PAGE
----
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Dynamic and thermodynamic mechanisms of desert amplification in a warming climate

Desert Warming Dynamic


Titre : Dynamic and thermodynamic mechanisms of desert amplification in a warming climate

Organismes NSF : AGS Div Atmospheric & Geospace Sciences

Durée : September 1, 2020 — August 31, 2023 (Estimated)

Since 1979, the largest increase in the observed air temperature over land has occurred over the deserts which cover a third of the Earth ?s surface. As the world ?s largest and driest deserts, the combined Sahara Desert-Arabian Peninsula (SDAP) region has experienced the greatest and most persistent warming with the increased heating due to the elevated greenhouse gas concentrations. Known as desert amplification (DA), this accelerated warming can alter regional and large-scale climate over SDAP and surrounding regions, impacting the African rainforests, water availability, biodiversity, agriculture, and human health. To the north of SDAP, these changes may lead to the retraction of the Mediterranean ecosystem and increased desertification. To the south, they may influence the rainfall patterns associated with the West African Monsoon in Sub-Saharan countries. The Sahelian rainfall and weather could also be modified, thereby directly affecting the United States in the form of hurricanes and dust clouds. Hence, uncovering the nature and cause of DA is essential for understanding large-scale atmospheric processes and the impacts of climate change. However, the major processes and mechanisms of DA are still largely unknown.

This project aims to study the thermodynamic and dynamic causes of DA in the 20th and 21st century. The overarching hypothesis is that DA is a near-universal feature of climate change primarily due to steeper temperature lapse rates over drier surfaces and the large-scale atmospheric coupling of wet and dry regions. The investigators will explore the mechanisms and feedbacks of DA by combining observational analyses with climate modeling. They will analyze various observational data sets to quantify first-order factors controlling DA. They will employ models of varying complexity including a single column radiative-convective model, a regional climate model, and comprehensive global climate models. Such hierarchical modeling approach is essential for tackling this complex problem, isolating key interactions, and achieving a deeper insight on causal mechanisms of climate change. Understanding DA will be of great interest to the public, policy makers, governments and scientists across various disciplines. This project will provide training for graduate students in research at the interface of remote sensing, data analysis, numerical modeling, and climate theory. It will also contribute to the further development and documentation of the open-source CLIMLAB software, already in use by researchers and instructors worldwide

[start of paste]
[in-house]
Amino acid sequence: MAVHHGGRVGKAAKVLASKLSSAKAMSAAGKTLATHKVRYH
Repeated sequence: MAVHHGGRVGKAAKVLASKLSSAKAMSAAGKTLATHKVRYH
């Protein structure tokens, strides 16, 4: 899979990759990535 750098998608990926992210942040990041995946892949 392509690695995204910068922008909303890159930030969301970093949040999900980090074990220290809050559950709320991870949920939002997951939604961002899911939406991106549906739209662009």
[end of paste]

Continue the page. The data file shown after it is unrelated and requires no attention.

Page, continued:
Partenaire (s) : Liming Zhou (Principal Investigator) Brian Rose (Co-Principal Investigator)

Bureau de recherche parrainé  : e : SUNY at Albany 1400 WASHINGTON AVE MSC 100A Albany NY US 12222-0100

Financement : $696,071.00

National Science Foundation

Page publiée le 23 juin 2021